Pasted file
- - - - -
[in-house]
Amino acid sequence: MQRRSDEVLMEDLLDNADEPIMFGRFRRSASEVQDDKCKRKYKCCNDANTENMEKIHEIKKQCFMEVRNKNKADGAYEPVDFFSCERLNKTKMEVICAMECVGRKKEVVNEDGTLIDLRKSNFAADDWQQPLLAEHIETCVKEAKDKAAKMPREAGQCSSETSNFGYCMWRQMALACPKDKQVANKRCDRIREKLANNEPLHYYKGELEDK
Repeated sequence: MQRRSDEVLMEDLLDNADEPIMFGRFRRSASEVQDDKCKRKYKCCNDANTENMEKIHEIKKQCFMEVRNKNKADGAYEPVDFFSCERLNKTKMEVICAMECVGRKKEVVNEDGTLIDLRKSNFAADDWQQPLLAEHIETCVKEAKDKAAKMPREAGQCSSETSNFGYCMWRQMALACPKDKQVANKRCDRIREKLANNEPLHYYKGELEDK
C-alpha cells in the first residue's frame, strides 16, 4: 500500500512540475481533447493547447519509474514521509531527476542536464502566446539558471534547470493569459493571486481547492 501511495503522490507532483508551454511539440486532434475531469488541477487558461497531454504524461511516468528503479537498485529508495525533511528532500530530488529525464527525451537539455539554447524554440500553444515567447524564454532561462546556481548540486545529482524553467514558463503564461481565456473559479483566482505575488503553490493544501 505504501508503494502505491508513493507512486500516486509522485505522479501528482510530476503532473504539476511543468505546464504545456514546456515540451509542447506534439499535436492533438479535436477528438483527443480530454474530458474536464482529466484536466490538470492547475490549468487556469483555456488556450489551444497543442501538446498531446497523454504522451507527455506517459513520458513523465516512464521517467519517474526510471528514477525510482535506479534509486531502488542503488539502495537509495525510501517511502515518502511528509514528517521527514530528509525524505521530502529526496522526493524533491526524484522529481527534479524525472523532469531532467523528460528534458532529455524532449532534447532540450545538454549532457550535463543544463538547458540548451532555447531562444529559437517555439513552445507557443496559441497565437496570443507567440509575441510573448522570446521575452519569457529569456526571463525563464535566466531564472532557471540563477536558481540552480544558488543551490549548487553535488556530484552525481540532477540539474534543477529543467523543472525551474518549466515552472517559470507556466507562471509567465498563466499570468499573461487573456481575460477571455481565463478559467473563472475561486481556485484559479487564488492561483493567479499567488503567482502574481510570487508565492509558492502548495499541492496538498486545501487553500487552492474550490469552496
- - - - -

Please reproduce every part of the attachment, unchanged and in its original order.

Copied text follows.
[in-house]
Amino acid sequence: MQRRSDEVLMEDLLDNADEPIMFGRFRRSASEVQDDKCKRKYKCCNDANTENMEKIHEIKKQCFMEVRNKNKADGAYEPVDFFSCERLNKTKMEVICAMECVGRKKEVVNEDGTLIDLRKSNFAADDWQQPLLAEHIETCVKEAKDKAAKMPREAGQCSSETSNFGYCMWRQMALACPKDKQVANKRCDRIREKLANNEPLHYYKGELEDK
Repeated sequence: MQRRSDEVLMEDLLDNADEPIMFGRFRRSASEVQDDKCKRKYKCCNDANTENMEKIHEIKKQCFMEVRNKNKADGAYEPVDFFSCERLNKTKMEVICAMECVGRKKEVVNEDGTLIDLRKSNFAADDWQQPLLAEHIETCVKEAKDKAAKMPREAGQCSSETSNFGYCMWRQMALACPKDKQVANKRCDRIREKLANNEPLHYYKGELEDK
C-alpha cells in the first residue's frame, strides 16, 4: 500500500512540475481533447493547447519509474514521509531527476542536464502566446539558471534547470493569459493571486481547492 501511495503522490507532483508551454511539440486532434475531469488541477487558461497531454504524461511516468528503479537498485529508495525533511528532500530530488529525464527525451537539455539554447524554440500553444515567447524564454532561462546556481548540486545529482524553467514558463503564461481565456473559479483566482505575488503553490493544501 505504501508503494502505491508513493507512486500516486509522485505522479501528482510530476503532473504539476511543468505546464504545456514546456515540451509542447506534439499535436492533438479535436477528438483527443480530454474530458474536464482529466484536466490538470492547475490549468487556469483555456488556450489551444497543442501538446498531446497523454504522451507527455506517459513520458513523465516512464521517467519517474526510471528514477525510482535506479534509486531502488542503488539502495537509495525510501517511502515518502511528509514528517521527514530528509525524505521530502529526496522526493524533491526524484522529481527534479524525472523532469531532467523528460528534458532529455524532449532534447532540450545538454549532457550535463543544463538547458540548451532555447531562444529559437517555439513552445507557443496559441497565437496570443507567440509575441510573448522570446521575452519569457529569456526571463525563464535566466531564472532557471540563477536558481540552480544558488543551490549548487553535488556530484552525481540532477540539474534543477529543467523543472525551474518549466515552472517559470507556466507562471509567465498563466499570468499573461487573456481575460477571455481565463478559467473563472475561486481556485484559479487564488492561483493567479499567488503567482502574481510570487508565492509558492502548495499541492496538498486545501487553500487552492474550490469552496